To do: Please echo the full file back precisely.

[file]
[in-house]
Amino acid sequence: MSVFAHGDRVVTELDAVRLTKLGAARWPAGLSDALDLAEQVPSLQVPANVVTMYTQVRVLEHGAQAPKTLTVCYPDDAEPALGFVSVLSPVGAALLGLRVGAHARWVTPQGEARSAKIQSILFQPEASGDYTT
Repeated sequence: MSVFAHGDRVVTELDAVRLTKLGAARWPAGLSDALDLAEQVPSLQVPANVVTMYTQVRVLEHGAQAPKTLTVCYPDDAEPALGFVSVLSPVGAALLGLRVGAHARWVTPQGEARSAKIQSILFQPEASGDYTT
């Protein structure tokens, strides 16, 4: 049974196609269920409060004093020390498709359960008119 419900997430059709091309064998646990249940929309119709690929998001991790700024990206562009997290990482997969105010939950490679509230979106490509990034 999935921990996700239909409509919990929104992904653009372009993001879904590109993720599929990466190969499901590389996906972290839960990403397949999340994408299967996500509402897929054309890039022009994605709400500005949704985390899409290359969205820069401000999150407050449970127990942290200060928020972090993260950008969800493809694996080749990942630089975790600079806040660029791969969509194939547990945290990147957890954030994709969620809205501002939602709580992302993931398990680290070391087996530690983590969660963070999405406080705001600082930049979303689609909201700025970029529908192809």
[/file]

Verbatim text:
[in-house]
Amino acid sequence: MSVFAHGDRVVTELDAVRLTKLGAARWPAGLSDALDLAEQVPSLQVPANVVTMYTQVRVLEHGAQAPKTLTVCYPDDAEPALGFVSVLSPVGAALLGLRVGAHARWVTPQGEARSAKIQSILFQPEASGDYTT
Repeated sequence: MSVFAHGDRVVTELDAVRLTKLGAARWPAGLSDALDLAEQVPSLQVPANVVTMYTQVRVLEHGAQAPKTLTVCYPDDAEPALGFVSVLSPVGAALLGLRVGAHARWVTPQGEARSAKIQSILFQPEASGDYTT
């Protein structure tokens, strides 16, 4: 049974196609269920409060004093020390498709359960008119 419900997430059709091309064998646990249940929309119709690929998001991790700024990206562009997290990482997969105010939950490679509230979106490509990034 999935921990996700239909409509919990929104992904653009372009993001879904590109993720599929990466190969499901590389996906972290839960990403397949999340994408299967996500509402897929054309890039022009994605709400500005949704985390899409290359969205820069401000999150407050449970127990942290200060928020972090993260950008969800493809694996080749990942630089975790600079806040660029791969969509194939547990945290990147957890954030994709969620809205501002939602709580992302993931398990680290070391087996530690983590969660963070999405406080705001600082930049979303689609909201700025970029529908192809």